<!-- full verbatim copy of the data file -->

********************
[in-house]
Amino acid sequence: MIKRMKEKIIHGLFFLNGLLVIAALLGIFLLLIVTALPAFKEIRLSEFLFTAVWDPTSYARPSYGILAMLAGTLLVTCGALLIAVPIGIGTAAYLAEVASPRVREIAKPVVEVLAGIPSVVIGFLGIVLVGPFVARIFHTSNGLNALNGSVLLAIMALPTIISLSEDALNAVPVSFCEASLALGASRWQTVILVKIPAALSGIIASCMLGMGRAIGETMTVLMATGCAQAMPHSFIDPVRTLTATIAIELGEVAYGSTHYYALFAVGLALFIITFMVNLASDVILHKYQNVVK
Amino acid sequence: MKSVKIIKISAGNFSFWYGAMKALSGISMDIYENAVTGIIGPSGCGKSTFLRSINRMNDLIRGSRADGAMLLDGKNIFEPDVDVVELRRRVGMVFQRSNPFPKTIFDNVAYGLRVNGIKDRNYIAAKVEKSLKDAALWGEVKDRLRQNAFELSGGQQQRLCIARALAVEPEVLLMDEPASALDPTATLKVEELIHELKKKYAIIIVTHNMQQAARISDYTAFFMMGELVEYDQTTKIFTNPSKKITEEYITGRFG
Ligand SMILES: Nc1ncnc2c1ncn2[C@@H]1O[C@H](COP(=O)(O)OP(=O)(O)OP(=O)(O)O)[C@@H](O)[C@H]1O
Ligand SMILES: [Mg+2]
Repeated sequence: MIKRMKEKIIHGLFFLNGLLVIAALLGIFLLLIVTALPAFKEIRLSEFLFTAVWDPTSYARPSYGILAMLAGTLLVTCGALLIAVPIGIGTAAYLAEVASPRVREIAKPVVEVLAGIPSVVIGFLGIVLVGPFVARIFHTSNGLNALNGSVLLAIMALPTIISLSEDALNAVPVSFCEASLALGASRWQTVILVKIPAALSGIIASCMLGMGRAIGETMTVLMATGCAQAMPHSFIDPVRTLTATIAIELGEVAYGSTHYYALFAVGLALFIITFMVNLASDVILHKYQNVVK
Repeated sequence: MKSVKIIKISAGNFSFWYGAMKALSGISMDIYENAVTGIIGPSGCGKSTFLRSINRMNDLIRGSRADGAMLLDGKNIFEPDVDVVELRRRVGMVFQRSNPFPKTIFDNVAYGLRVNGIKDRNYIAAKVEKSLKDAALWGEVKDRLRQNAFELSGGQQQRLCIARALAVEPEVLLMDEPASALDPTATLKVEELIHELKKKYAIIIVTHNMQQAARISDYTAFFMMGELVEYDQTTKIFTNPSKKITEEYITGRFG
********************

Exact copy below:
[in-house]
Amino acid sequence: MIKRMKEKIIHGLFFLNGLLVIAALLGIFLLLIVTALPAFKEIRLSEFLFTAVWDPTSYARPSYGILAMLAGTLLVTCGALLIAVPIGIGTAAYLAEVASPRVREIAKPVVEVLAGIPSVVIGFLGIVLVGPFVARIFHTSNGLNALNGSVLLAIMALPTIISLSEDALNAVPVSFCEASLALGASRWQTVILVKIPAALSGIIASCMLGMGRAIGETMTVLMATGCAQAMPHSFIDPVRTLTATIAIELGEVAYGSTHYYALFAVGLALFIITFMVNLASDVILHKYQNVVK
Amino acid sequence: MKSVKIIKISAGNFSFWYGAMKALSGISMDIYENAVTGIIGPSGCGKSTFLRSINRMNDLIRGSRADGAMLLDGKNIFEPDVDVVELRRRVGMVFQRSNPFPKTIFDNVAYGLRVNGIKDRNYIAAKVEKSLKDAALWGEVKDRLRQNAFELSGGQQQRLCIARALAVEPEVLLMDEPASALDPTATLKVEELIHELKKKYAIIIVTHNMQQAARISDYTAFFMMGELVEYDQTTKIFTNPSKKITEEYITGRFG
Ligand SMILES: Nc1ncnc2c1ncn2[C@@H]1O[C@H](COP(=O)(O)OP(=O)(O)OP(=O)(O)O)[C@@H](O)[C@H]1O
Ligand SMILES: [Mg+2]
Repeated sequence: MIKRMKEKIIHGLFFLNGLLVIAALLGIFLLLIVTALPAFKEIRLSEFLFTAVWDPTSYARPSYGILAMLAGTLLVTCGALLIAVPIGIGTAAYLAEVASPRVREIAKPVVEVLAGIPSVVIGFLGIVLVGPFVARIFHTSNGLNALNGSVLLAIMALPTIISLSEDALNAVPVSFCEASLALGASRWQTVILVKIPAALSGIIASCMLGMGRAIGETMTVLMATGCAQAMPHSFIDPVRTLTATIAIELGEVAYGSTHYYALFAVGLALFIITFMVNLASDVILHKYQNVVK
Repeated sequence: MKSVKIIKISAGNFSFWYGAMKALSGISMDIYENAVTGIIGPSGCGKSTFLRSINRMNDLIRGSRADGAMLLDGKNIFEPDVDVVELRRRVGMVFQRSNPFPKTIFDNVAYGLRVNGIKDRNYIAAKVEKSLKDAALWGEVKDRLRQNAFELSGGQQQRLCIARALAVEPEVLLMDEPASALDPTATLKVEELIHELKKKYAIIIVTHNMQQAARISDYTAFFMMGELVEYDQTTKIFTNPSKKITEEYITGRFG